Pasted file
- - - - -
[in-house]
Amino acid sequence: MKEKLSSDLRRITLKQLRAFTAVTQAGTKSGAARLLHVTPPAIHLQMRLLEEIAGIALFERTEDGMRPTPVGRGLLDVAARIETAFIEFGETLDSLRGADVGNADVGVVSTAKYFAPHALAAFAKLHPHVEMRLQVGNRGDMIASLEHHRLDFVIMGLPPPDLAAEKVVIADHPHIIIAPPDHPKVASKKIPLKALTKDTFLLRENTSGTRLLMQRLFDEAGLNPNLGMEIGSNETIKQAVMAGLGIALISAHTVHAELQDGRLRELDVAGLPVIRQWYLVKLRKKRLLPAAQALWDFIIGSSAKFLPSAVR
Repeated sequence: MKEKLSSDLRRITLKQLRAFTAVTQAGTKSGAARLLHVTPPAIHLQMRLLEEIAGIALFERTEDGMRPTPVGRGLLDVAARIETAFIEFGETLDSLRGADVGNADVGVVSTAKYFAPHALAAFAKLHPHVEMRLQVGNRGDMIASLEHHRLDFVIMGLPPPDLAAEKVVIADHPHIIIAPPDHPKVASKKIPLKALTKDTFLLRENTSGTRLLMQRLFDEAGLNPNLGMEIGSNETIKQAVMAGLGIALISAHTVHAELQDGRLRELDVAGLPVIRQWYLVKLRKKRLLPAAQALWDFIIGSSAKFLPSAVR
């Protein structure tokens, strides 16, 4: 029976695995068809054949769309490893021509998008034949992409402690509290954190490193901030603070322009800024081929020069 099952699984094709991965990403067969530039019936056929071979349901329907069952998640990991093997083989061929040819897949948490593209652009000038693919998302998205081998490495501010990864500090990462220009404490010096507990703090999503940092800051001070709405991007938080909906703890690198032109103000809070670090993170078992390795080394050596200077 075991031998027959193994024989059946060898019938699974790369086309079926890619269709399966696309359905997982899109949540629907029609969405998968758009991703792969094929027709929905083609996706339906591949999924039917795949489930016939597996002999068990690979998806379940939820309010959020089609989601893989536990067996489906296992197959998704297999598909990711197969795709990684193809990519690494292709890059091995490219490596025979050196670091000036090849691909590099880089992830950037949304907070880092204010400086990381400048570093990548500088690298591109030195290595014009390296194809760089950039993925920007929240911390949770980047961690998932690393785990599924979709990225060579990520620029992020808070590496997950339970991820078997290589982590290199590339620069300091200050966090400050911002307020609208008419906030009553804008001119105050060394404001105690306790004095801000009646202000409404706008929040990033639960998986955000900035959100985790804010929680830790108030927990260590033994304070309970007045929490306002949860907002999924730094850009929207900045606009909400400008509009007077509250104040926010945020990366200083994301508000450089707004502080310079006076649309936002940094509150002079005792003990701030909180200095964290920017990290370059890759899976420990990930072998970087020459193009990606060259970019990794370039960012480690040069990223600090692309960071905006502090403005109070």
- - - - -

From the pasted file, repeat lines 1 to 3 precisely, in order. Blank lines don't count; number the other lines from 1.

[in-house]
Amino acid sequence: MKEKLSSDLRRITLKQLRAFTAVTQAGTKSGAARLLHVTPPAIHLQMRLLEEIAGIALFERTEDGMRPTPVGRGLLDVAARIETAFIEFGETLDSLRGADVGNADVGVVSTAKYFAPHALAAFAKLHPHVEMRLQVGNRGDMIASLEHHRLDFVIMGLPPPDLAAEKVVIADHPHIIIAPPDHPKVASKKIPLKALTKDTFLLRENTSGTRLLMQRLFDEAGLNPNLGMEIGSNETIKQAVMAGLGIALISAHTVHAELQDGRLRELDVAGLPVIRQWYLVKLRKKRLLPAAQALWDFIIGSSAKFLPSAVR
Repeated sequence: MKEKLSSDLRRITLKQLRAFTAVTQAGTKSGAARLLHVTPPAIHLQMRLLEEIAGIALFERTEDGMRPTPVGRGLLDVAARIETAFIEFGETLDSLRGADVGNADVGVVSTAKYFAPHALAAFAKLHPHVEMRLQVGNRGDMIASLEHHRLDFVIMGLPPPDLAAEKVVIADHPHIIIAPPDHPKVASKKIPLKALTKDTFLLRENTSGTRLLMQRLFDEAGLNPNLGMEIGSNETIKQAVMAGLGIALISAHTVHAELQDGRLRELDVAGLPVIRQWYLVKLRKKRLLPAAQALWDFIIGSSAKFLPSAVR